About halfway through my freshman year in college, the ancient car my parents sent me with died. I decided then that I wanted to buy my own car to replace it. Only problem? I didn’t have the cash to pay for $3,500 car, and I didn’t have the credit to get a car loan.
My parents came to my rescue, agreeing to co-sign a loan for me. They helped me open an account at their credit union and then co-signed on a loan with the lowest interest rate possible. I made payments faithfully until that car was totaled in an accident a couple months before the last payment was due. (The insurance payoff allowed me to finish paying the loan with enough left over to make a 50% down payment on the replacement car, though.)
This arrangement helped me build my credit so that I could get my next car loan on my own merits. And, because I was consistent in my payments, it didn’t harm my parents’ credit, or cost them any money. This isn’t always the case, unfortunately. Before you co-sign a loan, consider that, according to CreditCards.com, 40% of co-signers lose money, and there could be other ramifications.
What Happens When You Co-Sign a Loan?
First of all, it’s important to understand that you accept responsibility for the payments when you co-sign a loan. Basically, you are putting your own money and your own credit on the line. You agree to make payments (or pay off the loan) if the borrower doesn’t. This means that you could lose money if you co-sign a loan for someone else.
Another consequence is that your credit can be impacted. If the borrower misses payments, that is reflected on your own credit history. Even though you aren’t the borrower, you have accepted responsibility for the loan, and that means that your credit is also affected if something goes wrong. If you co-sign a loan, you need to make it clear to the borrower that s/he should let you know if payments can’t be made so that you can step in and save your credit.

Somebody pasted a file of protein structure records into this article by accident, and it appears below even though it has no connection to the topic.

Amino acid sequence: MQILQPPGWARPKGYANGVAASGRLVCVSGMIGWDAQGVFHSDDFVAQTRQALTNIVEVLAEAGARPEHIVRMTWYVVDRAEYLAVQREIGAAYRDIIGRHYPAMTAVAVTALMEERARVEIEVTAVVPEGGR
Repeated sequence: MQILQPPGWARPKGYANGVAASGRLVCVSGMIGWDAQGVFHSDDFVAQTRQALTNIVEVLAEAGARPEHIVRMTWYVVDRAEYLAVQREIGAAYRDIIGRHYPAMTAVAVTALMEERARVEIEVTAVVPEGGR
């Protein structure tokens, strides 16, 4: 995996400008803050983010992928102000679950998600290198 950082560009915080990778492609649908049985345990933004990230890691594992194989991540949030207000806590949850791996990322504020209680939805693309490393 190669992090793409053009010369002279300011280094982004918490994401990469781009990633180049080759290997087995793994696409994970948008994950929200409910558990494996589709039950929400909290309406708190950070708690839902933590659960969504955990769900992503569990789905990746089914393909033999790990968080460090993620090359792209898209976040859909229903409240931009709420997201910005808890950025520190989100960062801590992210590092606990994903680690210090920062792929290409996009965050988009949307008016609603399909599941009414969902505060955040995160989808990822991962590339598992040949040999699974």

Speaking of credit, the loan you co-sign will also impact your available credit. It will look like a loan on your credit report, and “count” against you if you apply for other loans. Depending on your situation, you might not be approved for other loans if you have a co-signed loan dragging on your available credit or if it impacts your debt-to-income ratio. Having that payment listed might put you over the top of the acceptable ratio if you plan to apply for a mortgage. Before you co-sign a loan, consider what kind of loans you might want in the future.
Could Your Relationship Be Affected?
Relationships can also be ruined by co-signed loans. Are you resentful if the borrower doesn’t make payments? What happens if you push for repayment? Could the arrangement add tension to the relationship?
Carefully think of the financial and emotional consequences before you co-sign a loan. You might feel like you are helping, but if there isn’t true need involved, or if you are concerned about the ability to be responsible about it, you might be better off when you avoid co-signing.